- The power utility is demanding a 15% price hike
- It has also proposed using private assets like pensions to invest in Eskom
- Even with the proposals, Eskom's CEO says it will remain at least R50 billion in debt
Eskom wants taxpayers to fork out even more money for electricity.
The power utility has asked for the price of electricity to be increased by over 10 percent in order to pay toward its mounting debt.
However, Eskom CEO Phakamani Hadebe has said that even if Eskom is granted its demanded 15 percent annual price increase, this will still not be enough to pay off all its debt.
It is estimated that even with the price increase, Eskom would still be R50 billion in debt at the end of the three year period. Eskom's current levels have increased to R419 billion, with the power utility now struggling to borrow the money it needs to keep the lights on.
Several organizations like the Organization Undoing Tax Abuse and the Southern African Faith Communities Environment Institute have opposed the price hike.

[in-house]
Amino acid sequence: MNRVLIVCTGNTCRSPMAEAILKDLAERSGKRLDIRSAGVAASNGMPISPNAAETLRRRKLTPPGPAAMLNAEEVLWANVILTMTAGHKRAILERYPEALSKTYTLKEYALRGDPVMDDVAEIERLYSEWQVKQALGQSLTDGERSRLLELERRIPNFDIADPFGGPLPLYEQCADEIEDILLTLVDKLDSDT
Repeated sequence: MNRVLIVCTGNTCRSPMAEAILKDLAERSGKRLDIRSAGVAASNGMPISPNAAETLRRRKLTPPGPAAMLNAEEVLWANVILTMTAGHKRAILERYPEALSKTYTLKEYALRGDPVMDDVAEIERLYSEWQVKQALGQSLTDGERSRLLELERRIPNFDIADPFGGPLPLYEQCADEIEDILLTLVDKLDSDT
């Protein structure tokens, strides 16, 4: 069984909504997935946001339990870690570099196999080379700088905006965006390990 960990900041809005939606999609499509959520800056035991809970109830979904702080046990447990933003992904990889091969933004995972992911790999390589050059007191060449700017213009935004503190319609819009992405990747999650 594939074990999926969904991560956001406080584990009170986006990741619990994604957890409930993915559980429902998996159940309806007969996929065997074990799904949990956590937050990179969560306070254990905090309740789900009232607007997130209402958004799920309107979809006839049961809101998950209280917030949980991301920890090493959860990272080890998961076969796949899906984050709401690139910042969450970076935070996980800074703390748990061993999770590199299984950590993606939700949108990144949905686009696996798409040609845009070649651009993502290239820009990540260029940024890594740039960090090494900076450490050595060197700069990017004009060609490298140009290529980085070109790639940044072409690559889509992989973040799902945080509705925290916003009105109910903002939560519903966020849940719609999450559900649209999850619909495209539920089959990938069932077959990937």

The DA has also spoken out against the proposal.
"It is clear that the ANC is not looking at reforming the utility that has for many years been the primary source for looting by the governing party," the party said in a recent statement.
The ANC's new manifesto also includes controversial proposals to reverse Eskom's spiraling debt. One of these is the idea of prescribed assets. This would mean that private money managers would be forced to invest in state-run enterprises like Eskom.
The DA slammed the proposal, saying it means "that ordinary South Africans' pensions and savings could very well be used to settle the debt that Eskom has raked up under the ANC."
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